Roaches also eat other live roaches to escape starvation as a last resort. If one cockroach species is starving and another is not, the roach will prey on the other roach to survive. 

The main reason for cannibalism between cockroaches is the lack of an alternate food source. 

If a population is isolated, food will run out, and they will turn to eat each other. One study showed that when the food supply was cut off in a population of cockroaches, there was a 100% increase in cannibalism.

Roaches are cannibalistic

They often eat the dead carcasses of other roaches or even each other. And not just in times of food scarcity. Even if there are plenty of food sources available, roaches will still eat each other. 

Prevents Overcrowding in colonies

A study found that cannibalism among cockroaches can be beneficial since it prevents Overcrowding in colonies. 

The study published in the journal Animal Behaviour revealed that cannibalism is an integral part of how German cockroaches (Blatella germanica) regulate population numbers.

Mating Conflicts

Scientists have long known that cockroaches engage in cannibalistic behavior. When a female is ready to mate, she releases a pheromone called a sex attractant. 

This attracts males from miles around, who will fight each other to the death for the chance to mate with her.

The victor gets to mate, and the loser becomes dinner. 

Why Are Roaches So Hard To Kill?

Few creatures on this earth cause as much disgust and hatred as the common cockroach. They’re practically immortal, they spread disease, are ugly, scuttle around in the dark, and they’re downright frightening when you see them.

There’s a saying in the pest control industry that there are 50 more you don’t see if you see one cockroach. 

These pests are well-known for their resilience and ability to adapt to most forms of pest control. Here’s a look at why roaches are so hard to kill.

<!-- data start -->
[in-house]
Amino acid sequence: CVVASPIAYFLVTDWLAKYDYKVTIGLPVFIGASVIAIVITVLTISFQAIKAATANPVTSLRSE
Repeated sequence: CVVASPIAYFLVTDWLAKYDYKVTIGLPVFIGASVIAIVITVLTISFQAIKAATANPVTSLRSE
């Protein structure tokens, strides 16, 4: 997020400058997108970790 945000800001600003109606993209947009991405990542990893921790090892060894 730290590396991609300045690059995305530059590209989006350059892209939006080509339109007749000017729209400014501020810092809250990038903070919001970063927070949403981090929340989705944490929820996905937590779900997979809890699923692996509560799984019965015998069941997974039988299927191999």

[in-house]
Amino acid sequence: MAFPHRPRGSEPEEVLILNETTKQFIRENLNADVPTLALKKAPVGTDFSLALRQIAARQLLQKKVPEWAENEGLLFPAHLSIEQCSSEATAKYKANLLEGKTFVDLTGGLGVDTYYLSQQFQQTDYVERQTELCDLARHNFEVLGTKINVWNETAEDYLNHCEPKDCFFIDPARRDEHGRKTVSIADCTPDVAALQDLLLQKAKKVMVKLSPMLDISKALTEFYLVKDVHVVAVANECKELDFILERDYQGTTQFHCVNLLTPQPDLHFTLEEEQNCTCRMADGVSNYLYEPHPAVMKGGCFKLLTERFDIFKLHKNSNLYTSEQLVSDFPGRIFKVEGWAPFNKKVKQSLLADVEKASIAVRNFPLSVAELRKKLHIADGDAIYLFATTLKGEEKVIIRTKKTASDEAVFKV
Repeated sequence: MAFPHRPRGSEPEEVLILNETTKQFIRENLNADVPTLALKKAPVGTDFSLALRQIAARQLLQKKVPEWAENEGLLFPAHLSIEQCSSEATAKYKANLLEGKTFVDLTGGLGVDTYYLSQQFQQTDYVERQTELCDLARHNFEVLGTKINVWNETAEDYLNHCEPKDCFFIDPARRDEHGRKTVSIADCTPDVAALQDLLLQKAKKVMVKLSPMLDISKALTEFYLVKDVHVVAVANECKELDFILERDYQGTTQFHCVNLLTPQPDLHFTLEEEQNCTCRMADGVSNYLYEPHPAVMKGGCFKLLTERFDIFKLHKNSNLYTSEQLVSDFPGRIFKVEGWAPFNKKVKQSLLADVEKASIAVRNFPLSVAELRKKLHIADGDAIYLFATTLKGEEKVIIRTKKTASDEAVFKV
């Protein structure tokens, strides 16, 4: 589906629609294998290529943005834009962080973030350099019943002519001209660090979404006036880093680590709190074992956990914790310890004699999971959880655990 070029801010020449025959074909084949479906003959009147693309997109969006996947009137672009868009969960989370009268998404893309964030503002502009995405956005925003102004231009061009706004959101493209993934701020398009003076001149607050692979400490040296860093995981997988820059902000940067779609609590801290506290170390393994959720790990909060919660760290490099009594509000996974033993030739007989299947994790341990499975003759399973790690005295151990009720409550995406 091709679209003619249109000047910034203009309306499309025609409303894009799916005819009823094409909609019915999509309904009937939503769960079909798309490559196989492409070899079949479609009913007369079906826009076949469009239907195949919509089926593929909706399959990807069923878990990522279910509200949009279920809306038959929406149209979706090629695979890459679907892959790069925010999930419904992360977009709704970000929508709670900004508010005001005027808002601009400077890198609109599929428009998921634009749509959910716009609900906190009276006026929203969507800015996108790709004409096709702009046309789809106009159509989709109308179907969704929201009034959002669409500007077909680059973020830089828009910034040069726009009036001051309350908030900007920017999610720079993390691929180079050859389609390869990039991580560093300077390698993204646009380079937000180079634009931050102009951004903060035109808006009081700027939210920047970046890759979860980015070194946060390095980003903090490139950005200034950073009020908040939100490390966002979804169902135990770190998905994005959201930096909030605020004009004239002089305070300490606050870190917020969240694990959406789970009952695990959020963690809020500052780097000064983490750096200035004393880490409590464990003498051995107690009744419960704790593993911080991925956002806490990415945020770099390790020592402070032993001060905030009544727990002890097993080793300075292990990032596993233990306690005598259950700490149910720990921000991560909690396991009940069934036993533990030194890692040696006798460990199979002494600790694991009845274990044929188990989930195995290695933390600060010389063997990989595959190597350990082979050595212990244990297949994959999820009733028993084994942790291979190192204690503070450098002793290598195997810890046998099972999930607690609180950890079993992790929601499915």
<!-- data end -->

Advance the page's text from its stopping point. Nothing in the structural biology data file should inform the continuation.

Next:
They’ve Evolved Over Millenia.

Roaches have been around for over 280 million years and have adapted throughout the ages, and during that time, they have evolved several different survival strategies. 

One of them is cannibalism. If a cockroach finds itself in an especially dire situation, it will eat another member of its kind to survive.

They can also live for months without food, and they can even survive being doused with boiling water. They can survive on almost any food source and digest anything they eat.

They Are Resilient

Roaches are resilient creatures. They can survive for up to a week without their heads and a month without food. 

These sneaky, filthy pests can survive a nuclear fallout and even resist the effects of toxic chemicals and withstand radiation from a nuclear blast. They are one of nature’s actual survivors.

They Can Withstand Extreme Weather

Roaches can also withstand extreme temperatures, both hot and cold, making them very difficult to eradicate. It’s nearly impossible to drown a roach in water since they can breathe underwater for up to 45 minutes.

They Live In Colonies

Roaches can be challenging to get rid of because they live in colonies, like ants or bees. A colony is made up of groups that are interdependent on one another. If you destroy one group in the colony, it will create a domino effect, and the rest will survive.

Are Roaches Hunters?

Roaches aren’t hunters. They aren’t particularly territorial animals either; they are pretty social. A group of roaches is called a colony, and some colonies can have up to 25,000 members! 

Roaches don’t just hang out with other roaches, though; they also make themselves at home in dark corners of our houses.

Where Do Cockroaches Nest?

When you think of a cockroach’s abode, you probably imagine a dark and dingy hole in the wall. 

This is more likely to be the case for roaches like the German cockroach, which are ground-dwelling and don’t do well in high humidity areas.

However, their homes are much different when it comes to American cockroaches. These cockroaches prefer higher, dryer areas like attics, basements, and bathrooms. They can even be found nesting on top of kitchen cabinets and under sinks.


To sum up this article, roaches do indeed eat dead roaches. Not only that, if food is scarce, they’ll eat each other alive.

Roaches are a pretty disgusting insect. They carry germs and spread disease, so getting rid of them is a good thing! Contact professional pest control services if you need help eliminating roaches from your home.